# Lower bound for matrix determinant algorithm

I have the an algorithm for computing a matrix determinant:

$$\ det(A) = \sum_{i=1}^n (-1)^{i-1} \cdot A_{i1} \cdot det(A_{-i,-1})$$

Where $$\ A_{-i,-1}$$ is the matrix $$\ A$$ without the row $$\ 1$$ and column $$\ i$$

Drawing the recurrence tree, I see each level $$\ k$$ has $$\ \frac{(n-1)!}{(n-k)!}$$ nodes. So I think the upper bound for this algorithm to be $$\ O(n!)$$ because the height of the tree is $$\ n$$ and the row sum of each level is the same as number of nodes. How can I set lower bound using recurrence tree? I've found this answer where the lower bound of such arithmetic operation in a matrix is set to be $$\ \Omega(n^3)$$ though , can not understand why?

• Your method can be improved upon significantly. The lower bound is not on a particular algorithm, but rather on a class of algorithms. In fact, the determinant can be computed in $O(n^\omega)$, where $\omega$ is the matrix multiplication exponent, which is smaller than 3. Nov 9, 2020 at 15:44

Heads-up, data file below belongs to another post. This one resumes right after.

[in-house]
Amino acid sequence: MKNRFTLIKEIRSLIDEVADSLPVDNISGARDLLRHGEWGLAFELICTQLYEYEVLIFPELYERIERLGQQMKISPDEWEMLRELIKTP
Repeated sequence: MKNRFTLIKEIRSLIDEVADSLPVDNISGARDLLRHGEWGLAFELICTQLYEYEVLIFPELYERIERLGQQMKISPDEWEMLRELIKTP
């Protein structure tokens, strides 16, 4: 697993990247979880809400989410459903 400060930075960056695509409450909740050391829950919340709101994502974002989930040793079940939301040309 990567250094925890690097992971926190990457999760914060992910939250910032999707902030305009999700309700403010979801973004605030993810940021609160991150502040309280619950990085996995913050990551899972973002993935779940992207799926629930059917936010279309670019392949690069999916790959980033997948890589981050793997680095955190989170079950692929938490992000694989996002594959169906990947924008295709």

• Sorry I should have added that I was given a particular algorithm that just do exactly as the formula above. Does it change anything? Also, could you elaborate why the determinant can be computed in $\ O(n^{\omega})$ ? Nov 9, 2020 at 16:19
• I understand your question. I was trying to explain the other answer. As for the fast algorithm, you can find it in textbooks such as CLRS, and probably also on Wikipedia. Nov 9, 2020 at 16:26

The complexity of your algorithm on $$n \times n$$ matrices satisfies the recurrence $$T(n)=nT(n-1) + O(n^3),$$ with a base case of $$T(1) = O(1)$$. In particular, $$T(n) \geq n! T(1)$$.
In the other direction, let $$S(n) = T(n)/n!$$. Then $$S(n) = S(n-1) + O(n^3/n!),$$ with a base case of $$S(1) = O(1)$$. Since $$\sum_{n=0}^\infty n^3/n!$$ converges, we get $$S(n) = O(1)$$, and so $$T(n) = O(n!)$$. (The same argument also proves the lower bound.)